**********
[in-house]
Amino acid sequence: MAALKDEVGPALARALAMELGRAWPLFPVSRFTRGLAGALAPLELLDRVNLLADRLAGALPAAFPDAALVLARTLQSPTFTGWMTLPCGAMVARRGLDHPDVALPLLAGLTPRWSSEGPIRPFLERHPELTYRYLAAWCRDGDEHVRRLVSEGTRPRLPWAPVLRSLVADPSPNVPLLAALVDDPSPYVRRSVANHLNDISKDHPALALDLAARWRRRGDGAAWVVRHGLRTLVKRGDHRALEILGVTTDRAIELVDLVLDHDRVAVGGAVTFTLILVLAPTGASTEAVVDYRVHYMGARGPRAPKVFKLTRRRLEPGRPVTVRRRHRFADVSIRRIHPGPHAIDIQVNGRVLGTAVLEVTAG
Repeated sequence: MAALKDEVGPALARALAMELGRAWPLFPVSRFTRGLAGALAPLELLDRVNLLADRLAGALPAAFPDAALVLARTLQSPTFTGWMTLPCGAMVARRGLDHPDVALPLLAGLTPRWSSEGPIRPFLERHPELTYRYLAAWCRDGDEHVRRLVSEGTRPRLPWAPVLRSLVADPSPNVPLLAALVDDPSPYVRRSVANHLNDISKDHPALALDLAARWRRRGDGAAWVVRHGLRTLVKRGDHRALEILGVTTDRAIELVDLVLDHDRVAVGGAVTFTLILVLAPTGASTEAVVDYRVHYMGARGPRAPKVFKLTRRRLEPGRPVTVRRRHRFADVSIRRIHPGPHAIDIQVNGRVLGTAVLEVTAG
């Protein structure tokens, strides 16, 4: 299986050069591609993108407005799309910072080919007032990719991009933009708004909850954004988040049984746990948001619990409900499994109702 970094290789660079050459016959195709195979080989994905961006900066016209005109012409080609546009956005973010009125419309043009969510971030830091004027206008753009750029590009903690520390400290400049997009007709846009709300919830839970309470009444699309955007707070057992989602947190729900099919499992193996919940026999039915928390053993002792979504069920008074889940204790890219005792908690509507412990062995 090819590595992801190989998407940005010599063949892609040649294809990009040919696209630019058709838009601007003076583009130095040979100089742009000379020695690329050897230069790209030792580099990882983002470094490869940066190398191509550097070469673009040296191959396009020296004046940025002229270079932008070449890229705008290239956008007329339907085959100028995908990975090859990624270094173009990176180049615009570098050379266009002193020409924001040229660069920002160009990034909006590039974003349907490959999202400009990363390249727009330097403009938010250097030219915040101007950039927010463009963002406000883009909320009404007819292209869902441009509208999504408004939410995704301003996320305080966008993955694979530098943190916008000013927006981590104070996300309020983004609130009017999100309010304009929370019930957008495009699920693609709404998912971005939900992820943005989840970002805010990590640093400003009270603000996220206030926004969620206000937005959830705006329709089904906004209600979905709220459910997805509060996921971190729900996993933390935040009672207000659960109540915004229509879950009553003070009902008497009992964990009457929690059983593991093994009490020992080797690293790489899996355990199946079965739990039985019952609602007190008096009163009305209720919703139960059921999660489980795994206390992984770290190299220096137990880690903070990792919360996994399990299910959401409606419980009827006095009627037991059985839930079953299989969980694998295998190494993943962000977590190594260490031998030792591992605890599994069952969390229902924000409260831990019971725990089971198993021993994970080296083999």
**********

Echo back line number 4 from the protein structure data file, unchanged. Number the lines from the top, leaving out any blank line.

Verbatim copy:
């Protein structure tokens, strides 16, 4: 299986050069591609993108407005799309910072080919007032990719991009933009708004909850954004988040049984746990948001619990409900499994109702 970094290789660079050459016959195709195979080989994905961006900066016209005109012409080609546009956005973010009125419309043009969510971030830091004027206008753009750029590009903690520390400290400049997009007709846009709300919830839970309470009444699309955007707070057992989602947190729900099919499992193996919940026999039915928390053993002792979504069920008074889940204790890219005792908690509507412990062995 090819590595992801190989998407940005010599063949892609040649294809990009040919696209630019058709838009601007003076583009130095040979100089742009000379020695690329050897230069790209030792580099990882983002470094490869940066190398191509550097070469673009040296191959396009020296004046940025002229270079932008070449890229705008290239956008007329339907085959100028995908990975090859990624270094173009990176180049615009570098050379266009002193020409924001040229660069920002160009990034909006590039974003349907490959999202400009990363390249727009330097403009938010250097030219915040101007950039927010463009963002406000883009909320009404007819292209869902441009509208999504408004939410995704301003996320305080966008993955694979530098943190916008000013927006981590104070996300309020983004609130009017999100309010304009929370019930957008495009699920693609709404998912971005939900992820943005989840970002805010990590640093400003009270603000996220206030926004969620206000937005959830705006329709089904906004209600979905709220459910997805509060996921971190729900996993933390935040009672207000659960109540915004229509879950009553003070009902008497009992964990009457929690059983593991093994009490020992080797690293790489899996355990199946079965739990039985019952609602007190008096009163009305209720919703139960059921999660489980795994206390992984770290190299220096137990880690903070990792919360996994399990299910959401409606419980009827006095009627037991059985839930079953299989969980694998295998190494993943962000977590190594260490031998030792591992605890599994069952969390229902924000409260831990019971725990089971198993021993994970080296083999």